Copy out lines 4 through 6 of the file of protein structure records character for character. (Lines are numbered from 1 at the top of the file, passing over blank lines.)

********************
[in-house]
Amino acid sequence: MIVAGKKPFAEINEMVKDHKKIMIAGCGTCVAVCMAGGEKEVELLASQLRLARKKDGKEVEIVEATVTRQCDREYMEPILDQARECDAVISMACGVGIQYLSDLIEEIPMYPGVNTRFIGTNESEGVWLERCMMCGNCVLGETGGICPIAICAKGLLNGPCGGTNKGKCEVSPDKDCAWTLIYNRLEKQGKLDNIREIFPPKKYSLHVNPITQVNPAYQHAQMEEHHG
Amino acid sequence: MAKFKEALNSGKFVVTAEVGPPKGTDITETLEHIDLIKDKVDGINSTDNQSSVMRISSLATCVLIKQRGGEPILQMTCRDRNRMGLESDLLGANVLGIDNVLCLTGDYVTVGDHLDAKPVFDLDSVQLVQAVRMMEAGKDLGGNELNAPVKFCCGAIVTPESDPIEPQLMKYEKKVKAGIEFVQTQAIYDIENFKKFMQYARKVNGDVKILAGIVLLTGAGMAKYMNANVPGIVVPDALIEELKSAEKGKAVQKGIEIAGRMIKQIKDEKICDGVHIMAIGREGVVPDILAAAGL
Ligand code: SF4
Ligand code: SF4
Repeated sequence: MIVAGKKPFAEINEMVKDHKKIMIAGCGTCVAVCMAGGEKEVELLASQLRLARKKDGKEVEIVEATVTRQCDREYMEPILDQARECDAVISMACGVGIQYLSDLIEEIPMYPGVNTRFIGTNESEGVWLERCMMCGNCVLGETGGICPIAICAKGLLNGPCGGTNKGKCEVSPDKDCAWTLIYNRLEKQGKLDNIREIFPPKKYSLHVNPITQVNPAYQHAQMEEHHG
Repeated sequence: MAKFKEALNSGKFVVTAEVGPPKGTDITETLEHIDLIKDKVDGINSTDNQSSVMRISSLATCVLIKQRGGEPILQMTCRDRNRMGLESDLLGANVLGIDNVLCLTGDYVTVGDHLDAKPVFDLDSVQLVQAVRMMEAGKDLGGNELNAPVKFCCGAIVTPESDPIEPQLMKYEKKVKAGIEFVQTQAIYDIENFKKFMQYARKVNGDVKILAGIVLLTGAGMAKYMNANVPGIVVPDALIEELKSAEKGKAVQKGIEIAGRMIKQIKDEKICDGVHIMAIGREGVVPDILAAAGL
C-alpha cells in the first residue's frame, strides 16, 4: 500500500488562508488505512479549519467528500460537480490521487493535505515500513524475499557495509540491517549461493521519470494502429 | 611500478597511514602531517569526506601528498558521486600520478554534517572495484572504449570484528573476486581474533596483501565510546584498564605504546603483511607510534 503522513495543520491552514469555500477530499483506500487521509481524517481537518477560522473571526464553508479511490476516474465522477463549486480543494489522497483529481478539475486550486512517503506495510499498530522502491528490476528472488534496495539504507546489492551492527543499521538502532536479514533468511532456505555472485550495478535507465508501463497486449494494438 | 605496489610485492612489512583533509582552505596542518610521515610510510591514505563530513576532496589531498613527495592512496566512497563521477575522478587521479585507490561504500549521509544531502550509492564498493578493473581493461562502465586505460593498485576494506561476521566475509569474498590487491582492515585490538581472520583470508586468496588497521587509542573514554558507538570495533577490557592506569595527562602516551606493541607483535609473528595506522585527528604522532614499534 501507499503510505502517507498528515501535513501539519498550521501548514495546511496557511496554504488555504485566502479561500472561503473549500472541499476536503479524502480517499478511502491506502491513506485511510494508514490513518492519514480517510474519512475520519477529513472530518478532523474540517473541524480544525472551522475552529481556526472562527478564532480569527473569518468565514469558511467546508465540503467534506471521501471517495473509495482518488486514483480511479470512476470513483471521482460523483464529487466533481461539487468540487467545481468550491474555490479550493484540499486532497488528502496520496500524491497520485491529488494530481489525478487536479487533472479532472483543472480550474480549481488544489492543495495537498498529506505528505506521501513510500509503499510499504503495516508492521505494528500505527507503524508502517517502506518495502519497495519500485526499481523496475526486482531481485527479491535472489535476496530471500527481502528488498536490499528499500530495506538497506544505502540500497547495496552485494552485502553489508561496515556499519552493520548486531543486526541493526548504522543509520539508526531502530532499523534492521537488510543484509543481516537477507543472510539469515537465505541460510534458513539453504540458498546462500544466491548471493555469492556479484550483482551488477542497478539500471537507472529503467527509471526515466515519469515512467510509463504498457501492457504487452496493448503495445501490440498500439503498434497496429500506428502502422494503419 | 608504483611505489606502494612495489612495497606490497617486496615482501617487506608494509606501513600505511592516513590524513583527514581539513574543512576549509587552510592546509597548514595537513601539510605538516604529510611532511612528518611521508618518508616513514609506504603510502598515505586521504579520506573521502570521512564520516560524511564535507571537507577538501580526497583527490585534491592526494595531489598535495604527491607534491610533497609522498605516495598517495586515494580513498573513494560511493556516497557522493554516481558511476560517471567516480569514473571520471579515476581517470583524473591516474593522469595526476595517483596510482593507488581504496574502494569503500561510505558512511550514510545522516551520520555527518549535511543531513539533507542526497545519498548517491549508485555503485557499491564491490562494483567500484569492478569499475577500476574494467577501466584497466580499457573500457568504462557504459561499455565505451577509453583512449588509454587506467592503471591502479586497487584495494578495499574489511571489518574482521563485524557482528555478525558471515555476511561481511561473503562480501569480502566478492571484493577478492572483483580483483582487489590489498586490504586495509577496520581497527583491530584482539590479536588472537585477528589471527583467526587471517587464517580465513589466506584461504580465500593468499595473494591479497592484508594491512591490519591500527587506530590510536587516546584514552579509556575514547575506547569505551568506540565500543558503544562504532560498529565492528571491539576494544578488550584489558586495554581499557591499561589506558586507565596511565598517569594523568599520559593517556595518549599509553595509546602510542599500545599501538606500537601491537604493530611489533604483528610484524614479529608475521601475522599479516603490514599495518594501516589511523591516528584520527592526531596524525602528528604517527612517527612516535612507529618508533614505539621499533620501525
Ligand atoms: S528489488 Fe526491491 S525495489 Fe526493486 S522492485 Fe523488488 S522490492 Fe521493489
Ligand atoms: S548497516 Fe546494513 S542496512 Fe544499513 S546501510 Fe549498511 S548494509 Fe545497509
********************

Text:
Ligand code: SF4
Ligand code: SF4
Repeated sequence: MIVAGKKPFAEINEMVKDHKKIMIAGCGTCVAVCMAGGEKEVELLASQLRLARKKDGKEVEIVEATVTRQCDREYMEPILDQARECDAVISMACGVGIQYLSDLIEEIPMYPGVNTRFIGTNESEGVWLERCMMCGNCVLGETGGICPIAICAKGLLNGPCGGTNKGKCEVSPDKDCAWTLIYNRLEKQGKLDNIREIFPPKKYSLHVNPITQVNPAYQHAQMEEHHG